Guilty Gear Strive: Hands-On Impressions

Last weekend, Michael and I attended Frosty Faustings and had a pretty good time. I only wish they’d be a three day event, but I digress. One of the big reasons we were so ready and hyped to go was because they were having a demo of Guilty Gear Strive here as well as demos of Under Night In-Birth Clear and Granblue Fantasy Versus (which has the most RIDICULOUS lines). So, of course, we played a ton of it. Between us, I think I played more than him…mostly because I woke up early Saturday and stalked the stations like some lion in the bushes. But was it worth it? Well, here are my personal impressions.

By now you’ve seen high-level play and other impressions of the game from game journalists and community influencers. I had expectations of the game going into it and for the most part, the game met them. Still, there was a lot to get used to that I think will be tweaked by the time this game is ready to launch. For one, the game feels heavy. I played with Sol initially and to call him slow would be an understatement. Don’t get me wrong, he felt rather responsive. But his movement felt sluggish. Just jumping and dashing around was slower than I’d seen in games prior. This varied from character to character; May and Ky feeling fine to a degree and Chipp feeling the fastest as usual.

Not only does the movement feel heavy but hits feel brutal. This is a heavy damage game and right now, combos are absurd. Seriously, why can Sol just shoot off Fafnirs and deplete your entire life bar? I know they’ll patch that but dear god the damage. With enough meter and know-how, a character could knock off about 40-60 percent in 1 combo. And what about Potemkin you may ask? I don’t want to talk about him. As if to supplement this, they have wall breaks which seem to discourage corner combos. They look cool and all, but it’s like they told the players “no corner stuff” for fear of the game being over too quickly. This is strange because while long combos are certainly possible, they’ve never been something that was a central focus. So discouraging them further seems like a strange decision.

What I found even stranger and harder to adjust to is how they handled air combos, or the lack thereof. Often, my instincts told me to jump cancel a move when I had an opponent in a juggle and do a basic air combo. Not here. When you jump cancel, you’re basically given one move to do, maybe 2, and that’s it. Legacy characters that have awesome air combos likely won’t get to shine here, for better or worse. To me, that was harder to deal with than the lack of gattling combos. Which, while bothersome, did start to feel a little familiar to me.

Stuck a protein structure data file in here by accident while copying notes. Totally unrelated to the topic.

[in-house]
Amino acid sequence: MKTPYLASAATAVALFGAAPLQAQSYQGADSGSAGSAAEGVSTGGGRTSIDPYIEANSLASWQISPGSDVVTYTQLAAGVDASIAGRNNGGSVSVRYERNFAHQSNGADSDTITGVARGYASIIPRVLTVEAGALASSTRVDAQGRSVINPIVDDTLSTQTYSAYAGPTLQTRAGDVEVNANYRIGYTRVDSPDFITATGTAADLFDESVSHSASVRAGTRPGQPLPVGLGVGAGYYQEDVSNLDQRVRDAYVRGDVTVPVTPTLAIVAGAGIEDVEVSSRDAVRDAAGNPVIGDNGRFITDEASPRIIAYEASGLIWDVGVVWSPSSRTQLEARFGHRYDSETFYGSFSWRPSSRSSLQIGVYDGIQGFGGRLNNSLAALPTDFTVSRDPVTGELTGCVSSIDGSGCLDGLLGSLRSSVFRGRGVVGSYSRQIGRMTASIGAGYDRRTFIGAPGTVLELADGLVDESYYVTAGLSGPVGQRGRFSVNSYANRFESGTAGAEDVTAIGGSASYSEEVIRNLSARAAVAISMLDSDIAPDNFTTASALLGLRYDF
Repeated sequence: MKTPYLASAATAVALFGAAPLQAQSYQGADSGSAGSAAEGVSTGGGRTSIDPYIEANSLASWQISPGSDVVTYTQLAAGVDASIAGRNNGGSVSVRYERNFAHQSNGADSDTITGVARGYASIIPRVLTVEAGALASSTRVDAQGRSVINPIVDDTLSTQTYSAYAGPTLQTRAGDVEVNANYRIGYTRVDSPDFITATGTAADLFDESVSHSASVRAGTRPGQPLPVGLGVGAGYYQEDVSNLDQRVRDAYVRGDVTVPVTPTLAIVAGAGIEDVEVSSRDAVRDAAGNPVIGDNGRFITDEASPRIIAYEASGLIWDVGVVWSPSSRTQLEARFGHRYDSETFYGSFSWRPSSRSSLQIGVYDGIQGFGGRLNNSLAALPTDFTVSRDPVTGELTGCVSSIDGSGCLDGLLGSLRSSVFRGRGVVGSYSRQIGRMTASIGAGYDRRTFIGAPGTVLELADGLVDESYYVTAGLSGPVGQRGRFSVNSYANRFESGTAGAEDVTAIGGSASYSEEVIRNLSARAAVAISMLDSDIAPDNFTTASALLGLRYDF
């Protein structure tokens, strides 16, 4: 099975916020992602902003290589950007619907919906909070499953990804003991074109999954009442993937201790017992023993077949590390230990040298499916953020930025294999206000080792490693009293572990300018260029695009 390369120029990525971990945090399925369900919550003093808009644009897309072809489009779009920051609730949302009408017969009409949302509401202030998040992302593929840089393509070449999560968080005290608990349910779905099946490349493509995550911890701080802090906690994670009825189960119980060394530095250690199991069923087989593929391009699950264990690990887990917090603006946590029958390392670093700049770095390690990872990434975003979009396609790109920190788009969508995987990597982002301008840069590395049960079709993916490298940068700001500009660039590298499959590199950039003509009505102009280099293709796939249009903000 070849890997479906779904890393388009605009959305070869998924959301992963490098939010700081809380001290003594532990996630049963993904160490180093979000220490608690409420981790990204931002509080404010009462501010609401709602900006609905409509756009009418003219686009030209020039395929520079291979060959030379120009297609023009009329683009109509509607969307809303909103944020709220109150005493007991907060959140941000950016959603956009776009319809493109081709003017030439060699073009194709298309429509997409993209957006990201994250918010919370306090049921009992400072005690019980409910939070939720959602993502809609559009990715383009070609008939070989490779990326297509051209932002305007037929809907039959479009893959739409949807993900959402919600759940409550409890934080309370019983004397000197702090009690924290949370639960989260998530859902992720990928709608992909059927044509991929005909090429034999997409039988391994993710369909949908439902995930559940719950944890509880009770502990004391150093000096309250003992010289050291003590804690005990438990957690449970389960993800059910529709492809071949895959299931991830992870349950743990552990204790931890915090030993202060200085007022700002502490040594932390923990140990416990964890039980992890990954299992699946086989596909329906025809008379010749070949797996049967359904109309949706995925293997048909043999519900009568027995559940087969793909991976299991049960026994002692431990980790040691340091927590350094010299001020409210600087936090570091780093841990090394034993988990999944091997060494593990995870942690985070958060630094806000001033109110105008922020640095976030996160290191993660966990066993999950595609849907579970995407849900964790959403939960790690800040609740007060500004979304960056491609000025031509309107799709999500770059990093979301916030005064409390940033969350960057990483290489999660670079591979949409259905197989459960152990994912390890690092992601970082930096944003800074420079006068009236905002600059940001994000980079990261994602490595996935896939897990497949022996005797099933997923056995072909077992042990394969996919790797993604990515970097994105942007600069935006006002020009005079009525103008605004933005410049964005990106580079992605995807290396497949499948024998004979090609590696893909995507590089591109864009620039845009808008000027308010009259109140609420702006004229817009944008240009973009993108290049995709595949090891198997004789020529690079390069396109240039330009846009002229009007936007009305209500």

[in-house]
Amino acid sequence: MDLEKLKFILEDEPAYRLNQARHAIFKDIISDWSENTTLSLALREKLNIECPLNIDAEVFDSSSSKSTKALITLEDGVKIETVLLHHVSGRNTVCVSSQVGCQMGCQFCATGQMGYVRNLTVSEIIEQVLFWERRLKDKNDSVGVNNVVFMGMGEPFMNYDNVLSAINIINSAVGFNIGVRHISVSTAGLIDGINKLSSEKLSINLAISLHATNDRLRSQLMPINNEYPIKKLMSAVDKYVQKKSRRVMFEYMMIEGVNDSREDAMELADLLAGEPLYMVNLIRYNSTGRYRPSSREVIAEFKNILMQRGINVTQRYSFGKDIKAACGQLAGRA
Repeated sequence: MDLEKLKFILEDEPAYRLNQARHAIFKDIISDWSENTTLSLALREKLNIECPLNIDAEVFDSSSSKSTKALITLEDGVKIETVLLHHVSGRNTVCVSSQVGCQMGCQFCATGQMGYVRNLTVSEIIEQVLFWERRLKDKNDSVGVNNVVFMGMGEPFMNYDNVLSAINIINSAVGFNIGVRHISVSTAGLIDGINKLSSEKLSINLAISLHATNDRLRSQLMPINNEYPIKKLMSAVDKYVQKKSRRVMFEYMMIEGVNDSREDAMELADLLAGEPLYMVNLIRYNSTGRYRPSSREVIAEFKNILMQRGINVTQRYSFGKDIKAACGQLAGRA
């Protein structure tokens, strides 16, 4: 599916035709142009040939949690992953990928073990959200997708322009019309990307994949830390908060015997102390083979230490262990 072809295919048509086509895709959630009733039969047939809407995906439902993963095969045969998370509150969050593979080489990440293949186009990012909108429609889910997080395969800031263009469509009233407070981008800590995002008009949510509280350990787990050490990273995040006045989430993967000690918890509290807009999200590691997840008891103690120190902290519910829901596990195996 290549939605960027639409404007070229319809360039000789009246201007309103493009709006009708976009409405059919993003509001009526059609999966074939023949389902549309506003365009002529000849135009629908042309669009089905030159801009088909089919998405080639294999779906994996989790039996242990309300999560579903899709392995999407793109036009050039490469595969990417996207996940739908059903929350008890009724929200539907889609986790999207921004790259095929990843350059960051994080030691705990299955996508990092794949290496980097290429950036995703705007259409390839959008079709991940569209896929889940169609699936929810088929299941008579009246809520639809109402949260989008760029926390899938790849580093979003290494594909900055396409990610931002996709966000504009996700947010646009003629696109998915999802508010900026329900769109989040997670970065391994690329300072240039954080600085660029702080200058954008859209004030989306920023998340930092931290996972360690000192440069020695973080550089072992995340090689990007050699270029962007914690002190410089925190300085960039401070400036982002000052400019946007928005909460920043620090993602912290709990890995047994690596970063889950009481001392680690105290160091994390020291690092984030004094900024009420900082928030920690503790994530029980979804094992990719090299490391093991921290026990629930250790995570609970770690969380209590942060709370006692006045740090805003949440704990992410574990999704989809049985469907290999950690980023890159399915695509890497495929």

Roman Cancels were another point of debate, and I have to say that I preferred the Xrd implementation better. It just made more sense to me. Using it offensively wasn’t the worst, but it didn’t seem to add to the combo that much. To me, it definitely feels like this is better suited for canceling unsafe moves and continuing pressure. And if that’s the point, then they nailed that. Thankfully, Tension seems to build so quickly, I always felt like I had meter for a Roman Cancel whenever I felt like it. Speaking of defensive options, it is worth noting that in all my games, I used Burst only once. Perhaps it’s because of the combo structure, but I never felt like I needed Burst for anything. I never felt like I was getting pressured or comboed so hard that it was necessary. Perhaps that’s the result of nearly removing okizeme from the game, but who’s to say?

As for the characters. They all felt like them, but fitted for this game. Ky, for example, had his Greed Sever removed. That makes sense for this game because you’d usually use that for starting an air combo, which has been neutered in this game. Instead, he gets some flip kick which is more of a pressure tool. His fireballs also give characters debuffs, too? I noticed but didn’t really get a good feel for what it was doing. They feel like they’ve been tweaked for what this game is trying to do, and in that regard they’re fine. Though, it can be jarring to pick up Ky or Sol and expect them to play exactly the same and have to learn the new changes, Though, that’s part of the fun. Potemkin players are exempt from all I said because he basically plays the exact same. I wasn’t able to find notable differences, but then again I’m no Potemkin player. If you are one, lemme know what’s changed, if anything.

To wrap this up, I liked Strive. I have my gripes with it, such as the way combos work (or don’t work) and the insanely high damage. Those are things that can be ironed and fleshed out during development. But when this game hits the market, it’ll be the best looking fighting game on the market, bar none. It has so much cinematic flair and (for lack of a better term) cool shit going on that it’ll be great to watch. I hope their gamble for more accessible play helps out because I would understand if long-time fans are put off from this. But players new and old, I say give it a shot. It’s still Guilty Gear, and it’s definitely still fun. Have you had a chance to try it out? Let us know what you thought. And if you have more specific questions, let us know and we’ll do our best to answer them.

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